The gentleman that was driving and his (I assume) wife were in the vehicle, along with their dog.  He had his rifle prominently displayed.  We exchanged greetings, and he identified himself as the owner of the land adjacent to the trail, after which the conversation shifted to what we were doing there and the fact that they'd watched us trespass our way down the embankment on the Marengo side, and questioned us about how were going to proceed from here, which basically exposed our intention to trespass our way up the bank on the other side, en route back to Ralston.

We didn't ask him his name and he didn't ask ours, but he made it clear that he was in total control of the situation and the outcome.  How could it be otherwise?  We were a couple of city slickers out on a Saturday, looking for some adventure, and trampling all over his personal property.  Was he being kind of anal about it?  Yes, by his own admission.  But that's his right.  While somewhat tense, at no time did the conversation become outright confrontational or adversarial, but there was absolutely zero doubt about who was in control.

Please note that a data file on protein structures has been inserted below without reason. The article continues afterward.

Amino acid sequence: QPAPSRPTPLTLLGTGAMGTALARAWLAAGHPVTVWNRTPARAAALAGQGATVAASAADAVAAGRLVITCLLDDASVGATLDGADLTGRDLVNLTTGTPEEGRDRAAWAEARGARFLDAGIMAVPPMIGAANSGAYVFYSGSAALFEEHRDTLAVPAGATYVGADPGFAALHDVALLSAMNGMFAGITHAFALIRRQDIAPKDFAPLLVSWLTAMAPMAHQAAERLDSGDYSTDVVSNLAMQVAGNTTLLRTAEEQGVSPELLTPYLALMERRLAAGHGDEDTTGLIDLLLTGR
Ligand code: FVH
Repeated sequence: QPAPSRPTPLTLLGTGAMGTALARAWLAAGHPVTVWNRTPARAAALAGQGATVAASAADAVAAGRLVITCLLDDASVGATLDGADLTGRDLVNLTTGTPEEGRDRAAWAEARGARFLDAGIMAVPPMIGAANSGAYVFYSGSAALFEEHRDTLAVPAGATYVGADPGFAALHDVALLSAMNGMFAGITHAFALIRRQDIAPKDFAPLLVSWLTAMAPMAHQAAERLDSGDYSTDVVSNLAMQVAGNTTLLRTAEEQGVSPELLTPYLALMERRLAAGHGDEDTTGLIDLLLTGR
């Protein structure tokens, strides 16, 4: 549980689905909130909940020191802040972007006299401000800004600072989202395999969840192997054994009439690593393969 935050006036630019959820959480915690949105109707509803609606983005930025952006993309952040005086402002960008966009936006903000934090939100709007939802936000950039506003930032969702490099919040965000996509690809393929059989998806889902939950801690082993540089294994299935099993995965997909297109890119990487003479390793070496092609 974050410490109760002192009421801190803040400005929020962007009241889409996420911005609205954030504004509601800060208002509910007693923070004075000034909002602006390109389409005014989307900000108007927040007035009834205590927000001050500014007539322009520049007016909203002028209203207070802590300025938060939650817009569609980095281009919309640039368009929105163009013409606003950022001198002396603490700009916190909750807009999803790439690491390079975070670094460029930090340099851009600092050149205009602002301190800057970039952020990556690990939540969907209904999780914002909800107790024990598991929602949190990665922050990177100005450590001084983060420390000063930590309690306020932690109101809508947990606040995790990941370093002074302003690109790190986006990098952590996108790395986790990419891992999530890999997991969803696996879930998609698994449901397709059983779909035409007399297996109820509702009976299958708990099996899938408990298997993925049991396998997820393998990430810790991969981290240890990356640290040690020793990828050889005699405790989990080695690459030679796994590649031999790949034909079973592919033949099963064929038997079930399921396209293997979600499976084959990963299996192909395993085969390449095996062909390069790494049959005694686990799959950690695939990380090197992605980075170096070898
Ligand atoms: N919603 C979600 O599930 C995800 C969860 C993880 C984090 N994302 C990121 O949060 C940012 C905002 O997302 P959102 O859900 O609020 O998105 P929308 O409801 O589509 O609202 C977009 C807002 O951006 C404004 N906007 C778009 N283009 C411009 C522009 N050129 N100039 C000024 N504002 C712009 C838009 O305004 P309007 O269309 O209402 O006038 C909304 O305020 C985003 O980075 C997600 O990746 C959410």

Chip politely asked for permission to "trespass our way out".  There was no immediate answer.

The Owner asked if we had a permit to use the trail.  Shit.  No.  Busted again.  I know that a permit is required to use the trail, but this excursion was spur of the moment, and I'd decided to wing it.  Shit.